the finish line is in sight...

...mission accomplished!

Despite my lost time over shoelaces and general tiredness from vacation travel, I beat last year's time by 33 seconds. I was glad that I hadn't run slower than last year. I jumped into a quick post-race picture with the MRTT ladies and then rushed to my car to make it to Freddy's Youth in Motion fun run.

MRTT post-race pic. Sorry I missed the brunch, ladies!

Freddy with his YIM Fun Run medal!

All in all, it was a pretty great first morning back from vacation.

Sunday, August 24, 2014

Running in Turks and Caicos

My family was on vacation in Turks and Caicos last week. While packing, I decided to commit to running at least once while I was there. Running shoes take up valuable suitcase space, so I wore them on our travel days. My travel look was definitely a "Glamour Magazine Don't" but when you are traveling with carry-on luggage only, you have to make some sacrifices!

The Beaches Resort where we were staying has group runs on Monday, Wednesday, and Friday at 7 am. I planned to join the Wednesday group run. I had my usual group run fear that I wouldn't be fast enough to keep up. I also didn't have my trusted Nathan water belt with me so there was no water or pocket for "stuff".

Ready to Run!

We met at the pier by the dive shop and there were four other runners in addition to the Beaches fitness director Leonardo. Three were clearly "fast" runners that I was going to have trouble keeping up with. The fourth, Sylvie, was from Montreal. She had a belt for stuff and a bottle of water - I recognized her immediately as one of my "type" of running buddies. Slower, but determined and prepared. Sylvie told us she had just started exercising a few weeks ago and was looking to lose 30 pounds.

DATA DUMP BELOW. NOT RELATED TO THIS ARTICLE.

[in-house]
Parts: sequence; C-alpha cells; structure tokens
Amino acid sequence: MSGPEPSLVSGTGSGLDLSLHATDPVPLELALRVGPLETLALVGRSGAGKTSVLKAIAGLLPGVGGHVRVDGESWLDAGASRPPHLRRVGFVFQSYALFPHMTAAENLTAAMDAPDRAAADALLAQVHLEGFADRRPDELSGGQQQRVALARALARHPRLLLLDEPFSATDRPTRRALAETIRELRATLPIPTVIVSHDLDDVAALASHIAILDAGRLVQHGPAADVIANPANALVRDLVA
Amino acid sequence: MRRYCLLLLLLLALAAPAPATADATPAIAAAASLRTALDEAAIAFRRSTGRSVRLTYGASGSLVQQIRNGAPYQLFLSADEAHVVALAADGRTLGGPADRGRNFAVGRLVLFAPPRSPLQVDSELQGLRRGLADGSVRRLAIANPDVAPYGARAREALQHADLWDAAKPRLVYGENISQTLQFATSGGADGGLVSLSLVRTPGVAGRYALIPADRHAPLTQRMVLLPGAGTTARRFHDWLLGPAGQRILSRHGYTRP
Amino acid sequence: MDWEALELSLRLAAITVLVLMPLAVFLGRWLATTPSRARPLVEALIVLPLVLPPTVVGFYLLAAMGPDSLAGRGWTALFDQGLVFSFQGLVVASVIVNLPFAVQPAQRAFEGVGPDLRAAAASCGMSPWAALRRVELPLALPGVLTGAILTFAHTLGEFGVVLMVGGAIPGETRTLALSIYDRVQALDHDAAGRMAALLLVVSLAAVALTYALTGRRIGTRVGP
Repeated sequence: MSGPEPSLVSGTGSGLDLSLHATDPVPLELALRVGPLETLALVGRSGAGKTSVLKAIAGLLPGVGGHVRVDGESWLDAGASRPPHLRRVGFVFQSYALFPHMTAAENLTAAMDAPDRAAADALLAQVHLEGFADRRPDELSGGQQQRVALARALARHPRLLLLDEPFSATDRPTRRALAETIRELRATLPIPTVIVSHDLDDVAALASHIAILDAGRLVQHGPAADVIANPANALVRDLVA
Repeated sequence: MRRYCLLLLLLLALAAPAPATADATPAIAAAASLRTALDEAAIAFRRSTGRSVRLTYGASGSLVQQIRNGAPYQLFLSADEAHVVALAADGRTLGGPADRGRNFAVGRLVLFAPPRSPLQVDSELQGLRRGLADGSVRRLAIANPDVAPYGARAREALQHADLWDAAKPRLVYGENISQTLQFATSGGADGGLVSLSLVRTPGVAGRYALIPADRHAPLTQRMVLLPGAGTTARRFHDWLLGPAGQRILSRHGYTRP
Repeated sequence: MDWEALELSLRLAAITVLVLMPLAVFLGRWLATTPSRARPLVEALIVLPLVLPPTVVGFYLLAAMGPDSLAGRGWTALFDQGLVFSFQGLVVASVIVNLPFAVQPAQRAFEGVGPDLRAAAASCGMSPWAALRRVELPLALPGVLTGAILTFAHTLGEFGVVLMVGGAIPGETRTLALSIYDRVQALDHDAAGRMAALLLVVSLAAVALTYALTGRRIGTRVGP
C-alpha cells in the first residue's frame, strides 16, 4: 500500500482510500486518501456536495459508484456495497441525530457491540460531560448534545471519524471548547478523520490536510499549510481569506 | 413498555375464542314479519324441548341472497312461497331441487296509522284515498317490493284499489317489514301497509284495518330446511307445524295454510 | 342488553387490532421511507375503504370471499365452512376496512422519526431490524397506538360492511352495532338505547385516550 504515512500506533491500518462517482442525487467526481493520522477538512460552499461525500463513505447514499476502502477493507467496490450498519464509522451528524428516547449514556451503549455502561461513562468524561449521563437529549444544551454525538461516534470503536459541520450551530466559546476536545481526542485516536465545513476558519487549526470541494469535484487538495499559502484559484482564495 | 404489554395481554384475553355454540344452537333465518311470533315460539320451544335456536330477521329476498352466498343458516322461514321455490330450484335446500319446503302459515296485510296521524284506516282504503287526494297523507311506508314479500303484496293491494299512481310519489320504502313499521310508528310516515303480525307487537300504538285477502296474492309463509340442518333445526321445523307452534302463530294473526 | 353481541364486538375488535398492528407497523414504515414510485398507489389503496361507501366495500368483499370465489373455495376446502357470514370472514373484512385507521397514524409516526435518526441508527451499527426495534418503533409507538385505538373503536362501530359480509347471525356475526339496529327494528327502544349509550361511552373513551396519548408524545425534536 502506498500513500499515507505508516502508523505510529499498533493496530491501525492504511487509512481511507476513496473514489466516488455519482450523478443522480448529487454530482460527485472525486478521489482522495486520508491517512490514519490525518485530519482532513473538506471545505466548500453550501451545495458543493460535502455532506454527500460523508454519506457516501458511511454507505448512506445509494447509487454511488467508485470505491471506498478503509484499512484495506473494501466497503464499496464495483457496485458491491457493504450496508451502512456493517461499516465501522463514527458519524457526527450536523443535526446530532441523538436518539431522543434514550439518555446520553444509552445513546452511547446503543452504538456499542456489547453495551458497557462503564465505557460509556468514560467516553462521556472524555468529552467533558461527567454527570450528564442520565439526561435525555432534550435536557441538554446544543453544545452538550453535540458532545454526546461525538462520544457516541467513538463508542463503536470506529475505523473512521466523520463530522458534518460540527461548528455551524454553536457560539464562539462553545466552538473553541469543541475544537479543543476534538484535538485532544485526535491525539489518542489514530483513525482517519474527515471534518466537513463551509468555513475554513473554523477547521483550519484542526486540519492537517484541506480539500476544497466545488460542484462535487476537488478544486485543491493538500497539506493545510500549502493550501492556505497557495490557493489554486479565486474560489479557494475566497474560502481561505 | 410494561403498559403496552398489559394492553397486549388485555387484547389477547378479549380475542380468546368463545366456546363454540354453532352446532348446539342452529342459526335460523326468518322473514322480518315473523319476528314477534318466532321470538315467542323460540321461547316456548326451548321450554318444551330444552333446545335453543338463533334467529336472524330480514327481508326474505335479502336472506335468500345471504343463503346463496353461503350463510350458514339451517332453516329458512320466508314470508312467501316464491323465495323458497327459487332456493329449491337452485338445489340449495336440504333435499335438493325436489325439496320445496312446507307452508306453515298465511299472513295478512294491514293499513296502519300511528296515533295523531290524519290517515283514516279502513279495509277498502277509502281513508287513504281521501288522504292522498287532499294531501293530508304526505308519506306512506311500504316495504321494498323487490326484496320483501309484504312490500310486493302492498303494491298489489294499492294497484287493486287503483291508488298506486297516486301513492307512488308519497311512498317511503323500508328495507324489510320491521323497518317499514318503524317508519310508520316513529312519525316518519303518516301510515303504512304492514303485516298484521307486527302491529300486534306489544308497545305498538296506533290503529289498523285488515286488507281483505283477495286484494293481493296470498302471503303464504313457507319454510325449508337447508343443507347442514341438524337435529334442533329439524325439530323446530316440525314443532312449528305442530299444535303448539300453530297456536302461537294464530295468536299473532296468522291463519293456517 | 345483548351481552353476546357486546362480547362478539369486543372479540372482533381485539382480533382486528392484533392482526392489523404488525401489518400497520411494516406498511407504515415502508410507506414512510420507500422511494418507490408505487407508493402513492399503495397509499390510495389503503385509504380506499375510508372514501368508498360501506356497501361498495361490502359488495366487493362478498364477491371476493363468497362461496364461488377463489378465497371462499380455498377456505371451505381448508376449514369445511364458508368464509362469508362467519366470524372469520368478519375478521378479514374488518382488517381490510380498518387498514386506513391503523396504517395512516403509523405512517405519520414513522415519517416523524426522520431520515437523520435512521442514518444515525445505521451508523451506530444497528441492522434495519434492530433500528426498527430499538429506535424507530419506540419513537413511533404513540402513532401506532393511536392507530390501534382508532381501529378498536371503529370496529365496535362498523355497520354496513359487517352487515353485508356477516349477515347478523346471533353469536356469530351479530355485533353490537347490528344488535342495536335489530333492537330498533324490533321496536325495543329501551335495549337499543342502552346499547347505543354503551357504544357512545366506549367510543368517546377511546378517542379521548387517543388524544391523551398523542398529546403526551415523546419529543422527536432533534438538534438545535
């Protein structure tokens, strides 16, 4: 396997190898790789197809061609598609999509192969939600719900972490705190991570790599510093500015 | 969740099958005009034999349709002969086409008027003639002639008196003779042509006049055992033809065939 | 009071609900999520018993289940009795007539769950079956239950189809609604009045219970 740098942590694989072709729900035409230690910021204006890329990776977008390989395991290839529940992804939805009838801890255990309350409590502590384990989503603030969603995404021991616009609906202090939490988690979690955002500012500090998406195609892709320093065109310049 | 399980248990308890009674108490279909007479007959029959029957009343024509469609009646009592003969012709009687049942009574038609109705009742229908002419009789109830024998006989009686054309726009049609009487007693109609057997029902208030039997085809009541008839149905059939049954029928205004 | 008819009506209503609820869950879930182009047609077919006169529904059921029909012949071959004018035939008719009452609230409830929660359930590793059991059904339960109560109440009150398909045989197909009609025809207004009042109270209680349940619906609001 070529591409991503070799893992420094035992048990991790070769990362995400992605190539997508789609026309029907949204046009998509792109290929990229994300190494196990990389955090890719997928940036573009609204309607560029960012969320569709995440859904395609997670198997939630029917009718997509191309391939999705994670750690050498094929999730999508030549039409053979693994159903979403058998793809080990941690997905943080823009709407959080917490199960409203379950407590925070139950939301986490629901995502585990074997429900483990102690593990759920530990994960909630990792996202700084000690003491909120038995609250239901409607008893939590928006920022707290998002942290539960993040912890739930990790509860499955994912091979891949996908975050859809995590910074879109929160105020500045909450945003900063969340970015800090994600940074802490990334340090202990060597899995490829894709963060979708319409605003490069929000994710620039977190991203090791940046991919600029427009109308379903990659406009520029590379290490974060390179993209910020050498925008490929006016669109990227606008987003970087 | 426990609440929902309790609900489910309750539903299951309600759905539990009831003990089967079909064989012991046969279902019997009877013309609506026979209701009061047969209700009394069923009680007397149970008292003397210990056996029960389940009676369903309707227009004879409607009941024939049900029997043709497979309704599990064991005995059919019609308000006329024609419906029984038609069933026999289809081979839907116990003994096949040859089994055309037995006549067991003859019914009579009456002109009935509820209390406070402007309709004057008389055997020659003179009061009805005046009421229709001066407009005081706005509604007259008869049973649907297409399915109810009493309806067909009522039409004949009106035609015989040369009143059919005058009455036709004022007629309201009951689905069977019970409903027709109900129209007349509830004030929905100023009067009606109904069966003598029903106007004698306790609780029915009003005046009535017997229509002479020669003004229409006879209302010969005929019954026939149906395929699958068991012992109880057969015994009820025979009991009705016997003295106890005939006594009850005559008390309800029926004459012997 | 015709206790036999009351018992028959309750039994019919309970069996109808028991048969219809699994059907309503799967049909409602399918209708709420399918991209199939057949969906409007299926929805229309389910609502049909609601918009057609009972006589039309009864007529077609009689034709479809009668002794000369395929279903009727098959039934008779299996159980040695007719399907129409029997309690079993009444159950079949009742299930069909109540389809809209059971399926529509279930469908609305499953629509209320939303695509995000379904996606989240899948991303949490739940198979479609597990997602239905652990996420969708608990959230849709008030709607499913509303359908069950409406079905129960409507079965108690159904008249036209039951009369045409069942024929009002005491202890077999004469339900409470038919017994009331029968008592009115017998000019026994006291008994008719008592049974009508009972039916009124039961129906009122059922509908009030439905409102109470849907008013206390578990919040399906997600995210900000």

The dive shop pier

Leonardo indicated we would run a slow mile first so we could all learn the course, and then folks could do as many miles as they wanted at whatever pace they preferred. That first mile was an 11:00-minute/mile pace. Much slower than the last group run pace that I experienced (they were pushing 9:30 and I ultimately lost them); but still faster than I could comfortably run.

Leonardo and the "fast" runners

I kept as close as I could so I could learn the loop, and parted ways with them after the first mile. I also lost Sylvie fairly early as she wisely chose to do run/walk intervals at her own pace. I ran another mile on my own, closer to a 12:00-minute/mile pace. After that second mile, the humidity and lack of water were taking their toll on me so I decided I had accomplished my mission of running on vacation and mentally checked that box.

As I was heading for my room, I saw Sylvie and sprinted over to her with my last burst of energy. We congratulated each other on our runs and commitment to exercising. I know Sylvie will stick with it and lose those 30 pounds!

Sylvie and me, post-run! 

on the pier with Freddy & Rick later that day

Saturday, August 16, 2014

Conquering Neuromas

Three weeks ago I was diagnosed with neuromas in my feet. It manifests as numbness in both feet after I've run a couple of miles. I've been working my way through my doctor's recommendations with mixed results. Today I finally begin to see the light at the end of tunnel. What have I tried?

KT Tape for Neuromas
Yes, there's an app(lication) for that. KT Tape has helped me through a couple of injuries, so I thought I would try it out for my neuromas. It didn't really make a difference - it didn't make it worse, it didn't make it better. But it was fun to try!

Metatarsal Pads & Superfeet
The metatarsal pads were similar to the KT Tape - didn't make it worse, didn't make it better. I may still experiment with them a couple more times to be sure, but they just didn't seem to make a difference.